Narendra Modi flaunted his EBC status before the 2014 general elections. Did this go against him? Now that discussions on elections and political alliances are growing intense, a substantial section of the middle strata is debating the utility of caste, arguing that its prevalence is a hindrance to secular, non-casteist politics. But the problem is that castes, or in the case of most of the northeast tribals, loyalties play a role.
But this is a misinterpretation as backward tribes come under the Scheduled Tribes (ST) category, and they too are part of the Backward Classes (BCs), including STs, Scheduled Castes (SCs) and Other Backward Castes (OBCs).
Interestingly, many members of the Constituent Assembly questioned the relevance of the category “Backward Classes (BCs)”, arguing that classes could not be castes. BR Ambedkar, the architect of our Constitution, among others, explained the term “BCs” as framed by the British and incorporated SCs+STs+OBCs.
The term Schedule was again a British innovation through which castes were put into separate schedules on the basis of social and educational backwardness. Using these categories and others, the Maharaja of Mysore, in the early 20th century, also classified castes.
Yet, this issue was raised by the architect of the Constitution Dr BR Ambedkar himself in his last speech in the Constituent Assembly (CA). Ambedkar noted that as far as political rights were concerned, there was equality because there was “one man, one vote, one value”. But he warned that in social and economic life there was no such equality. He asked, “How long will we continue with these contradictions?” Ambedkar went on to say that those who were not socially and economically empowered might turn against the Constitution which had been so laboriously built and go on to destroy what was built.
Unfortunately, this closely reasoned argument by Ambedkar was given short shrift. After that he drifted away from the Congress. But the caste system in its social and educational aspects was incorporated with a formulation that the BCs would be identified by “social and educational backwardness”. In the 1990s, the Mandal Commission was brought into the socio-political discourse by VP Singh. A tirade, widespread violence and a strident anti-Backward Classes sentiment were given an impetus by the media and political parties.
Finally, the matter came to the Supreme Court. The redoubtable lawyer Fali Nariman argued that OBCs could not get reservation rights in education and jobs as they were a “creamy layer”. Only the poor OBCs could get reservation, but relatively most of the middle class of backwards and OBCs would not be eligible. The Supreme Court bench, which was overwhelmingly upper caste, supported Nariman’s argument with the sole dissenting voice being Justice Pandian, who was himself from the BCs.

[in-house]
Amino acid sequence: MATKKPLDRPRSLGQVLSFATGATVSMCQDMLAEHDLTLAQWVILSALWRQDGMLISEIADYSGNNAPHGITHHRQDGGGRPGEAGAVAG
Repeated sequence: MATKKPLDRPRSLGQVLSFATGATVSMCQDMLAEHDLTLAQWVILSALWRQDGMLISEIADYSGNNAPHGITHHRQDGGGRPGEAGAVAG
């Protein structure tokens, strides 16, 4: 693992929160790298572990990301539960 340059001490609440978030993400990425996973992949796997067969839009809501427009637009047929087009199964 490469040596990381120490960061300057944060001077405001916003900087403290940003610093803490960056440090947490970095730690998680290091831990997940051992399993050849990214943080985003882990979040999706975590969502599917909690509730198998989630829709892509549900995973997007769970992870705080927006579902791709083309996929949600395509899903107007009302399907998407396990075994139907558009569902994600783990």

There was another questionable aspect in the majority decision. The Constitution clearly lays out that Backward Class status is based on “social and educational backwardness”. There is no mention of the “economically” backward. Why? Because caste positions and strata are not based on economic criteria but social and educational criteria, in which OBCs are massively behind the upwardly social and educationally upwardly mobile middle strata.
Yet large sections of the middle strata and rich — that latter including a sizeable number of media and legal experts — keep crying foul at the influence of caste especially when it comes to elections. Why does caste come into elections, leading to casteist opportunist politics, many say. The answer is that many Indians have caste backgrounds, including those who identify themselves as Muslims, Christians and Sikhs.
Marriages and other occasions often have a link to old caste rituals. In matrimonial alliances, caste linkages invariably play a major role. So why this paranoia about caste?
If the Samajwadi Party and Bahujan Samaj Party have an alliance in Uttar Pradesh, why this hypocrisy? Prime Minister Narendra Modi flaunted his Extremely Backward Class (EBC) status before the 2014 general elections. Did this go against him? No, it didn’t!
If monetary ties are fine, why are caste ties found abhorrent? Class ties are common, as are common religious ties.
Do caste/religious ties constrain secular voting in elections? The electorate is increasingly aligned more towards what the candidates are promising them, rather than alignments based on caste ties alone. Of course, caste ties do play a role, especially if they cement an alliance either in only one caste or an acceptable caste combination.
But aren’t there middle strata or rich caste combinations? In sum, castes are here to stay. Just like distinctions of class, religion and gender. There is not much choice. But in itself isn’t this a very diverse pool of choice?
Aren’t inter-caste, inter-religious marriages on the rise? So, the current phobia about casteism is misguided and blown out of proportion. The 2019 general elections will probably legitimise the view that caste is not the sole arbiter. #KhabarLive
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